Heard on the Hill: Pay-to-Play Fundraising

Posted November 25, 2009 at 3:34pm

He might be one of the younger Members of Congress, but Rep. Patrick McHenry isn’t downplaying his boyishness. He’s playing it up, throwing a Tuesday fundraiser in which donors are invited to take on the North Carolina Republican in a rousing video game tournament.

[IMGCAP(1)]Thirty-four-year-old McHenry is challenging all comers to a game of Wii, the video game that’s a favorite of kids (and, OK, more than a few adults), urging them to “Test Your skills at Tennis, Boxing, Golf, or Bowling.—

McHenry, unsurprisingly, is an accomplished Wii-er. But spokesman Brock McCleary tells HOH his boss hasn’t had as much time to practice his skills these days. “Serving in Congress and getting married have gotten in the way— of a rigorous training regimen, he tells us. McHenry is in the throes of wedding planning with his fiancee, Government Accountability Office economist Giulia Cangiano.

And McCleary says it wasn’t just a chance to show off his mad Wii skills that inspired the event. “He thought it would be a unique and fun concept for a fundraiser,— he says.

Guess we’ll find out tomorrow whether picking tablecloth colors and tasting wedding cake choices have thrown McHenry off his game.

A ‘Prostitute’ Plea to Vitter. Conservative commentators went wild when Sen. Mary Landrieu voted to proceed on the health care bill after securing $300 million in Medicaid funding for her state, with flamethrowers such as Glenn Beck and Rush Limbaugh likening the Louisiana Democrat to a high-rent hooker.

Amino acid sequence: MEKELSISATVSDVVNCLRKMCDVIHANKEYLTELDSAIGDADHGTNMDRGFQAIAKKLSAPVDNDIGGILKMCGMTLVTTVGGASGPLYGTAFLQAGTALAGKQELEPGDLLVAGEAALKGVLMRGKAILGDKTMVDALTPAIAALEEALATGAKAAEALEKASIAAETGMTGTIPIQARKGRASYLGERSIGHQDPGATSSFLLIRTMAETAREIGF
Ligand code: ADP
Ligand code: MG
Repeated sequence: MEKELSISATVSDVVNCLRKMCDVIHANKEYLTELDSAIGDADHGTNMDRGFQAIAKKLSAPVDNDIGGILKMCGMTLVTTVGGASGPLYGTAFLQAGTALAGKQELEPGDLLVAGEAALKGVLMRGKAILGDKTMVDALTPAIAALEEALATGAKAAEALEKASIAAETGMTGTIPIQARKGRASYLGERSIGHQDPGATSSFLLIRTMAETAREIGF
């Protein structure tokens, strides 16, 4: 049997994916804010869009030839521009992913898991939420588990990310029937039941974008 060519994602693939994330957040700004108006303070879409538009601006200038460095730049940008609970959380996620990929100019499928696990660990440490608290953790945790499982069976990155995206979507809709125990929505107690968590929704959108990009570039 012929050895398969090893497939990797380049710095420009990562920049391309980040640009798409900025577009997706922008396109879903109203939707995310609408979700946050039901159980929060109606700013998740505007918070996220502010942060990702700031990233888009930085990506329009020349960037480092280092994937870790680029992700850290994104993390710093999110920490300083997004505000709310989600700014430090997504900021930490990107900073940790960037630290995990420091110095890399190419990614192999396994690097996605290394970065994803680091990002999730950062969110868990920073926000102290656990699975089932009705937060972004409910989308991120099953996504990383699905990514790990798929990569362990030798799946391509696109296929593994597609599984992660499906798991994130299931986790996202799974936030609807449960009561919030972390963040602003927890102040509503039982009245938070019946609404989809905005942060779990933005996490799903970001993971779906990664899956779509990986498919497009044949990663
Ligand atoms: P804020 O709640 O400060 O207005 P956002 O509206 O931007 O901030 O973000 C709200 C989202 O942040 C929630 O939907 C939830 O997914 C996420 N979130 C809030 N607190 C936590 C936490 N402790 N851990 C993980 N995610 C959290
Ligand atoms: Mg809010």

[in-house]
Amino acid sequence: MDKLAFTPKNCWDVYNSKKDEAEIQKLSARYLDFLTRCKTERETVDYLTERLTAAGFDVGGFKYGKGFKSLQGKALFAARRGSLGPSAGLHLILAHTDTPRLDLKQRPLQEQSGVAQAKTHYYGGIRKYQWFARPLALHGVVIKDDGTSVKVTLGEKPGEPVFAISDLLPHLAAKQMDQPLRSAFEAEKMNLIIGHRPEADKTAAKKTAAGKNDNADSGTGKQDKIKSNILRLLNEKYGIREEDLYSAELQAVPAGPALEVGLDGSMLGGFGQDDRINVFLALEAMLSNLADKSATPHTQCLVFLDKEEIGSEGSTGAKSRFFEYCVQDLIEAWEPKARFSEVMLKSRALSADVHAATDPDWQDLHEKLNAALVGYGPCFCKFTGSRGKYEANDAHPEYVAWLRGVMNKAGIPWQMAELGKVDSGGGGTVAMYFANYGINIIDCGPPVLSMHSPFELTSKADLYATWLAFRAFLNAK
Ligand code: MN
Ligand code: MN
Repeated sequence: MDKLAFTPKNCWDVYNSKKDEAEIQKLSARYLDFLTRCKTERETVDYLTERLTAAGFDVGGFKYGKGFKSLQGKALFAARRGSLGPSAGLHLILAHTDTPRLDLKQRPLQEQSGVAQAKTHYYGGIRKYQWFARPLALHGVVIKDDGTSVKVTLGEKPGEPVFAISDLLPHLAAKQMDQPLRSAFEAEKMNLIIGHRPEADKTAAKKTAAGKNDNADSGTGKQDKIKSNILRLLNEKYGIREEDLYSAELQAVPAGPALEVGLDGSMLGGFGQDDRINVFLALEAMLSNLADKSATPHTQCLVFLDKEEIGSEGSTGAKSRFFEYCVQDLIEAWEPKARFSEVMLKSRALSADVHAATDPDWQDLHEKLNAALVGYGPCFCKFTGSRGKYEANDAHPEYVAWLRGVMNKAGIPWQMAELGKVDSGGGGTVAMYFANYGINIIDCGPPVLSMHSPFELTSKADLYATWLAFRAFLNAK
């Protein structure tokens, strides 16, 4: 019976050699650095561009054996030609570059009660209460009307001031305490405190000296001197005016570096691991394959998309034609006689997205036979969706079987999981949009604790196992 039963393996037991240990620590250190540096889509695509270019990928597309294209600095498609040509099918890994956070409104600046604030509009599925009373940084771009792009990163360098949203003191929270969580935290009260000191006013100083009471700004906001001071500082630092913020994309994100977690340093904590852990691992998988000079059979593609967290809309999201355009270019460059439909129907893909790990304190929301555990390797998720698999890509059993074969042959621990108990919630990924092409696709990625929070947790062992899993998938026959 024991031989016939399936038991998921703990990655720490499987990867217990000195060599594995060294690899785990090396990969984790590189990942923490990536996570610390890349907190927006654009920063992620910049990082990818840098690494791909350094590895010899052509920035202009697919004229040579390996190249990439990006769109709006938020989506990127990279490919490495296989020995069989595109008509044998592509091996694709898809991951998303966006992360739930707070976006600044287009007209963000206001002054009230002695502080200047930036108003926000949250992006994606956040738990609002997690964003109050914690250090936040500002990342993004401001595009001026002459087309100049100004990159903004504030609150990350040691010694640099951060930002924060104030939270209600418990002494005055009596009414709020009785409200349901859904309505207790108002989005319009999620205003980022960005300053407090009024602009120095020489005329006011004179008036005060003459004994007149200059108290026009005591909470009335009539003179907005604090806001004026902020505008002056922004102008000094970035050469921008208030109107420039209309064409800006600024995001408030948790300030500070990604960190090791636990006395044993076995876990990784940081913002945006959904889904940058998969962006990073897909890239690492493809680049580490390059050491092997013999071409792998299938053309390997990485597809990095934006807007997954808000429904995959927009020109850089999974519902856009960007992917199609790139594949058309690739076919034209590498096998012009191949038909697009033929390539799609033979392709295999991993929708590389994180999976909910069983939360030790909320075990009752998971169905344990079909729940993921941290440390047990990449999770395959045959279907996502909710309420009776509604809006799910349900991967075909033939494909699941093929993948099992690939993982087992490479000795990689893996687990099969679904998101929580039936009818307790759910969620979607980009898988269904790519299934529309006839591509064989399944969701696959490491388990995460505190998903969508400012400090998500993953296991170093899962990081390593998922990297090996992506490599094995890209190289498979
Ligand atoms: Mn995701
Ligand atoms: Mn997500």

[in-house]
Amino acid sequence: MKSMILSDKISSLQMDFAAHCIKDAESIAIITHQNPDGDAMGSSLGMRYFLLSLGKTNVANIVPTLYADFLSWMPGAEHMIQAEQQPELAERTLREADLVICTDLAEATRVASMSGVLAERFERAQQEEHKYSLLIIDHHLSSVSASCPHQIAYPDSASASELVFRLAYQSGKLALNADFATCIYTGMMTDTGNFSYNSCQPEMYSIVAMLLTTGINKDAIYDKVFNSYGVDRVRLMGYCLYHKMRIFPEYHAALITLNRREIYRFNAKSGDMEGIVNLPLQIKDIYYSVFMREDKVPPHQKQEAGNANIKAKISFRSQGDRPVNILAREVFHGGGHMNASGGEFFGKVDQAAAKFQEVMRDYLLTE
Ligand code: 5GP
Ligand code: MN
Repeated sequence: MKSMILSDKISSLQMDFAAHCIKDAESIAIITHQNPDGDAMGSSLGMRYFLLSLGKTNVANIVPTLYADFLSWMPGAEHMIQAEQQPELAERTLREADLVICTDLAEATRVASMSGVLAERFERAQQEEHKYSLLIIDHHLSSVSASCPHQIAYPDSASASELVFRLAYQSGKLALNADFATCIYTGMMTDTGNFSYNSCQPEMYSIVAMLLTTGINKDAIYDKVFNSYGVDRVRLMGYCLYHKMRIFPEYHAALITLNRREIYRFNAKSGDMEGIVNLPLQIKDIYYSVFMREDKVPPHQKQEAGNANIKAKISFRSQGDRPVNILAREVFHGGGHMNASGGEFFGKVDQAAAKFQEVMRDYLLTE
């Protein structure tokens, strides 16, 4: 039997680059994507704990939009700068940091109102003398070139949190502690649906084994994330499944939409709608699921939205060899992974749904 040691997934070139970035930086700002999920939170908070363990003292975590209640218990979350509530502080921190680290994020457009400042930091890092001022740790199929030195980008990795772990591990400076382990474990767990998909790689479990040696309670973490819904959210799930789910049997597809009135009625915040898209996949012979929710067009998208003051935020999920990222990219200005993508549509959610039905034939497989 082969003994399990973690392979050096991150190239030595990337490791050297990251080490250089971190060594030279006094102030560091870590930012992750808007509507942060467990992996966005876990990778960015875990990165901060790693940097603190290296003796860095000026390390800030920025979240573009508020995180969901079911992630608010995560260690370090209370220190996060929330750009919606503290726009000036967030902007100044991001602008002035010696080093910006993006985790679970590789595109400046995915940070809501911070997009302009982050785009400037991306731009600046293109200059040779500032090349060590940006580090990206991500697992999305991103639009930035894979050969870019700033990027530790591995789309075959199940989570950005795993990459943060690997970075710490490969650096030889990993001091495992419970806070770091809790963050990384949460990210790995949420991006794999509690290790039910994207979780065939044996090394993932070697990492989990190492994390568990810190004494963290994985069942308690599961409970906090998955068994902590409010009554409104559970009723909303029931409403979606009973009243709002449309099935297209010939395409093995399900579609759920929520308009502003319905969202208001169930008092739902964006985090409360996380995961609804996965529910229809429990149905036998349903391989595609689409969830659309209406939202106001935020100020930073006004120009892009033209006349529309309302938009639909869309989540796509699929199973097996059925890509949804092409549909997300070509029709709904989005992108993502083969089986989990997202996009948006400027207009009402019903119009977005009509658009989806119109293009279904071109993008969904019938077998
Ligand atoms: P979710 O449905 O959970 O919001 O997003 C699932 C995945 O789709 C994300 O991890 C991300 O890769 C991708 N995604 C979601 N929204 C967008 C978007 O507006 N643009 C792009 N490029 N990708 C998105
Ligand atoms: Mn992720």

Now, Landrieu’s fellow Louisiana Democrats want someone powerful to come to her defense: her Republican colleague Sen. David Vitter. The Louisiana Democratic Party got in a clever two-fer last week when they urged Vitter to denounce the slurs against Landrieu. Not only did the move put heat on Vitter to stand up to Republicans, but it slyly called attention to his scandalous past.

Louisiana Democratic Party spokesman Kevin Franck insists that its plea to Vitter has absolutely nothing to do with the Republican’s 2007 sex scandal in which he admitted to a “serious sin— after his phone number was found in the records of the “D.C. Madam.— “This is not an issue about Sen. Vitter’s past,— he told HOH. “It’s an issue about the kind of rhetoric being used in politics today.—

Democrats aren’t saying (outright anyway) that Vitter has any particular expertise on prostitutes. “Vitter is Sen. Landrieu’s colleague, so it would only make sense that he would defend her,— Franck says.

Calls to Vitter’s office went unanswered, but we’re not holding our breath for Vitter to voluntarily address that particular touchy topic — in any context.

Start Your Shopping. Think of it as the grown-up version of the Tickle Me Elmo, or whatever is the hot holiday toy of the year: The U.S. Capitol Historical Society has unveiled its annual Christmas tree ornament.

And the 2009 edition of the ornament that depicts the Capitol’s West Front and Christmas tree has a powerful pitchman: Weatherman Willard Scott will tout the ornament on NBC’s “Today— show sometime during the shopping season, the historical society says.

This year’s bauble is partly crafted from bits of marble from the East Front steps that were removed in the building’s 1994 to 1995 renovations. It’s available at www.uschscatalog.org.

Guess Who’s Coming to Dinner? It’s not as sexy a topic as what first lady Michelle Obama was wearing, but HOH’s post-state-dinner chatter included a pressing question — who was House Majority Leader Steny Hoyer’s guest?

The Maryland Democrat (one of Capitol Hill’s most eligible bachelors), who looked dapper in a tuxedo at the event on Tuesday, invited Kathleen May, according to the White House guest list. Hoyer’s spokeswoman tells us May is a retired staffer who worked for Hoyer for more than 30 years. And no sparks here, people — the two are just old friends, HOH hears.

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